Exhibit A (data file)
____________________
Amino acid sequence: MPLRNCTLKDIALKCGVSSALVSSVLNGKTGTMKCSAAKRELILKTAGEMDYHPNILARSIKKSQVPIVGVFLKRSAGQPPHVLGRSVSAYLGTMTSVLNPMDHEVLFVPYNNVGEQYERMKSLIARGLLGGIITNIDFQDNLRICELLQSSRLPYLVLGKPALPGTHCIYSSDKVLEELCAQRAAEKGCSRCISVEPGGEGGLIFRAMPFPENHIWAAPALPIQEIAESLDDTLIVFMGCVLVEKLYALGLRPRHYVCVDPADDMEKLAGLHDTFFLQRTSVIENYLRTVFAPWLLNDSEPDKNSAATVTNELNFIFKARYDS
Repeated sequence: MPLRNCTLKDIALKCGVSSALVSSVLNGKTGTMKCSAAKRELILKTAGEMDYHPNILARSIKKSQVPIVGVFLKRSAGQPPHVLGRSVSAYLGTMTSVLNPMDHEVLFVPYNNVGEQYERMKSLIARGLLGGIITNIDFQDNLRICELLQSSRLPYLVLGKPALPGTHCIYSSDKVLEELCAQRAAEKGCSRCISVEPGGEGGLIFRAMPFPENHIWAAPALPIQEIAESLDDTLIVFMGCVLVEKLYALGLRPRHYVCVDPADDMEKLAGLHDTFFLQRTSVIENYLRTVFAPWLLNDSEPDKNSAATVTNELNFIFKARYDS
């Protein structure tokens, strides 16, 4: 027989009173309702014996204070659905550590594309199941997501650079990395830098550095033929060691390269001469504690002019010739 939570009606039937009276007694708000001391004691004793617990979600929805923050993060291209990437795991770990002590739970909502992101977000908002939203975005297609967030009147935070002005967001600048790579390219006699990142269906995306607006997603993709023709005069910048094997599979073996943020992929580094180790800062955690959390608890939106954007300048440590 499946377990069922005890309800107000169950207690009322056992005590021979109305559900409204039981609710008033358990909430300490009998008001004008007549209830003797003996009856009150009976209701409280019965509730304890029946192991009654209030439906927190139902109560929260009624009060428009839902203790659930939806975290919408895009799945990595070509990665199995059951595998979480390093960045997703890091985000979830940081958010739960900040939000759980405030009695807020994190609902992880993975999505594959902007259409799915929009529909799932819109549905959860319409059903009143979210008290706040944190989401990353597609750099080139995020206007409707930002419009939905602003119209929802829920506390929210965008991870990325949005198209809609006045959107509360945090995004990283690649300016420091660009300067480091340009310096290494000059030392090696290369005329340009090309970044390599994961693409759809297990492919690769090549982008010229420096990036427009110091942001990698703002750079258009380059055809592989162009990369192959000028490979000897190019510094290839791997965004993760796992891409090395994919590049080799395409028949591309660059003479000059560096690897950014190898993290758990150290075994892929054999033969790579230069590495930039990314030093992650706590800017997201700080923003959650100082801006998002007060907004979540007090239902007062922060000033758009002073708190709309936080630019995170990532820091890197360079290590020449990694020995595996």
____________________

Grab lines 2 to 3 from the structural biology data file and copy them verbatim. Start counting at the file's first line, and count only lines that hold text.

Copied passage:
Repeated sequence: MPLRNCTLKDIALKCGVSSALVSSVLNGKTGTMKCSAAKRELILKTAGEMDYHPNILARSIKKSQVPIVGVFLKRSAGQPPHVLGRSVSAYLGTMTSVLNPMDHEVLFVPYNNVGEQYERMKSLIARGLLGGIITNIDFQDNLRICELLQSSRLPYLVLGKPALPGTHCIYSSDKVLEELCAQRAAEKGCSRCISVEPGGEGGLIFRAMPFPENHIWAAPALPIQEIAESLDDTLIVFMGCVLVEKLYALGLRPRHYVCVDPADDMEKLAGLHDTFFLQRTSVIENYLRTVFAPWLLNDSEPDKNSAATVTNELNFIFKARYDS
């Protein structure tokens, strides 16, 4: 027989009173309702014996204070659905550590594309199941997501650079990395830098550095033929060691390269001469504690002019010739 939570009606039937009276007694708000001391004691004793617990979600929805923050993060291209990437795991770990002590739970909502992101977000908002939203975005297609967030009147935070002005967001600048790579390219006699990142269906995306607006997603993709023709005069910048094997599979073996943020992929580094180790800062955690959390608890939106954007300048440590 499946377990069922005890309800107000169950207690009322056992005590021979109305559900409204039981609710008033358990909430300490009998008001004008007549209830003797003996009856009150009976209701409280019965509730304890029946192991009654209030439906927190139902109560929260009624009060428009839902203790659930939806975290919408895009799945990595070509990665199995059951595998979480390093960045997703890091985000979830940081958010739960900040939000759980405030009695807020994190609902992880993975999505594959902007259409799915929009529909799932819109549905959860319409059903009143979210008290706040944190989401990353597609750099080139995020206007409707930002419009939905602003119209929802829920506390929210965008991870990325949005198209809609006045959107509360945090995004990283690649300016420091660009300067480091340009310096290494000059030392090696290369005329340009090309970044390599994961693409759809297990492919690769090549982008010229420096990036427009110091942001990698703002750079258009380059055809592989162009990369192959000028490979000897190019510094290839791997965004993760796992891409090395994919590049080799395409028949591309660059003479000059560096690897950014190898993290758990150290075994892929054999033969790579230069590495930039990314030093992650706590800017997201700080923003959650100082801006998002007060907004979540007090239902007062922060000033758009002073708190709309936080630019995170990532820091890197360079290590020449990694020995595996």